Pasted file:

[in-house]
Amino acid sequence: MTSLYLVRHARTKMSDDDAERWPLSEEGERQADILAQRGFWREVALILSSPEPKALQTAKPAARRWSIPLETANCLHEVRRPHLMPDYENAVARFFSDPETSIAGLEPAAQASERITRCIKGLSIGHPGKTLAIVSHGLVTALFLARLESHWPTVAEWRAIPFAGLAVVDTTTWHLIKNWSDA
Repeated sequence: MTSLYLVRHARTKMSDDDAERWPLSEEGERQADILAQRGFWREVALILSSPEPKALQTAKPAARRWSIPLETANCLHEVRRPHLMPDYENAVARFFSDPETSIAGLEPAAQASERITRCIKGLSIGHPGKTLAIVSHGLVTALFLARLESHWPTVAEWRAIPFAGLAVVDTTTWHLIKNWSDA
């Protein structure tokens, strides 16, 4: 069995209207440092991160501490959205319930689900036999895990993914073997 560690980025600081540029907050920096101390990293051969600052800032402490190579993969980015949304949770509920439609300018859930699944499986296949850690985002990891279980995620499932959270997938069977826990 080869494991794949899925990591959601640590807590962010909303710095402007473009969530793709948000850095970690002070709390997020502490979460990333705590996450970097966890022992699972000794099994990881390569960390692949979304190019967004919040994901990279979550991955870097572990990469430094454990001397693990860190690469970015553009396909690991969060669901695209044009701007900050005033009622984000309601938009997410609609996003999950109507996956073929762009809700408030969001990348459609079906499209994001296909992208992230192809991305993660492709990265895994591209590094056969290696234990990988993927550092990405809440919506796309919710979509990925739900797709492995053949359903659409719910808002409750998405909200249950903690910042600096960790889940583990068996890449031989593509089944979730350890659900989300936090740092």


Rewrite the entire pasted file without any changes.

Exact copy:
[in-house]
Amino acid sequence: MTSLYLVRHARTKMSDDDAERWPLSEEGERQADILAQRGFWREVALILSSPEPKALQTAKPAARRWSIPLETANCLHEVRRPHLMPDYENAVARFFSDPETSIAGLEPAAQASERITRCIKGLSIGHPGKTLAIVSHGLVTALFLARLESHWPTVAEWRAIPFAGLAVVDTTTWHLIKNWSDA
Repeated sequence: MTSLYLVRHARTKMSDDDAERWPLSEEGERQADILAQRGFWREVALILSSPEPKALQTAKPAARRWSIPLETANCLHEVRRPHLMPDYENAVARFFSDPETSIAGLEPAAQASERITRCIKGLSIGHPGKTLAIVSHGLVTALFLARLESHWPTVAEWRAIPFAGLAVVDTTTWHLIKNWSDA
């Protein structure tokens, strides 16, 4: 069995209207440092991160501490959205319930689900036999895990993914073997 560690980025600081540029907050920096101390990293051969600052800032402490190579993969980015949304949770509920439609300018859930699944499986296949850690985002990891279980995620499932959270997938069977826990 080869494991794949899925990591959601640590807590962010909303710095402007473009969530793709948000850095970690002070709390997020502490979460990333705590996450970097966890022992699972000794099994990881390569960390692949979304190019967004919040994901990279979550991955870097572990990469430094454990001397693990860190690469970015553009396909690991969060669901695209044009701007900050005033009622984000309601938009997410609609996003999950109507996956073929762009809700408030969001990348459609079906499209994001296909992208992230192809991305993660492709990265895994591209590094056969290696234990990988993927550092990405809440919506796309919710979509990925739900797709492995053949359903659409719910808002409750998405909200249950903690910042600096960790889940583990068996890449031989593509089944979730350890659900989300936090740092």